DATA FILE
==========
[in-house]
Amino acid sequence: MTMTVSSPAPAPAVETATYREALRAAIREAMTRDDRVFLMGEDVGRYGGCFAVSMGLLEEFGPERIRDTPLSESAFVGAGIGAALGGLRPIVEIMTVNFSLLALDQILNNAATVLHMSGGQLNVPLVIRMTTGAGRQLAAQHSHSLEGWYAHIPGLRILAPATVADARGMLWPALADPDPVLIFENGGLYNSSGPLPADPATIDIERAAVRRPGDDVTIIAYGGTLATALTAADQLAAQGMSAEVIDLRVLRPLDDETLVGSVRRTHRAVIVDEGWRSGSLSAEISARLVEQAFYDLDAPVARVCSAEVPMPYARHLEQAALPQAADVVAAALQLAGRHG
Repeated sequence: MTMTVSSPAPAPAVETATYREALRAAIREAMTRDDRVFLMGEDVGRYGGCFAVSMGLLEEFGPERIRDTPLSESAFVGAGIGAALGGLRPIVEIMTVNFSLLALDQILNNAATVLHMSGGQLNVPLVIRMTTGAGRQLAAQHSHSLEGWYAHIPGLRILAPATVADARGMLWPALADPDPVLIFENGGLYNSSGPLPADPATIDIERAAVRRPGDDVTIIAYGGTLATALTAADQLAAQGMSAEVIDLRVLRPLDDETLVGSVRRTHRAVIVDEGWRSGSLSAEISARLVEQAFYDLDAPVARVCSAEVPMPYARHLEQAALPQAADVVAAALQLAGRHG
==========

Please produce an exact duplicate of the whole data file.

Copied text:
[in-house]
Amino acid sequence: MTMTVSSPAPAPAVETATYREALRAAIREAMTRDDRVFLMGEDVGRYGGCFAVSMGLLEEFGPERIRDTPLSESAFVGAGIGAALGGLRPIVEIMTVNFSLLALDQILNNAATVLHMSGGQLNVPLVIRMTTGAGRQLAAQHSHSLEGWYAHIPGLRILAPATVADARGMLWPALADPDPVLIFENGGLYNSSGPLPADPATIDIERAAVRRPGDDVTIIAYGGTLATALTAADQLAAQGMSAEVIDLRVLRPLDDETLVGSVRRTHRAVIVDEGWRSGSLSAEISARLVEQAFYDLDAPVARVCSAEVPMPYARHLEQAALPQAADVVAAALQLAGRHG
Repeated sequence: MTMTVSSPAPAPAVETATYREALRAAIREAMTRDDRVFLMGEDVGRYGGCFAVSMGLLEEFGPERIRDTPLSESAFVGAGIGAALGGLRPIVEIMTVNFSLLALDQILNNAATVLHMSGGQLNVPLVIRMTTGAGRQLAAQHSHSLEGWYAHIPGLRILAPATVADARGMLWPALADPDPVLIFENGGLYNSSGPLPADPATIDIERAAVRRPGDDVTIIAYGGTLATALTAADQLAAQGMSAEVIDLRVLRPLDDETLVGSVRRTHRAVIVDEGWRSGSLSAEISARLVEQAFYDLDAPVARVCSAEVPMPYARHLEQAALPQAADVVAAALQLAGRHG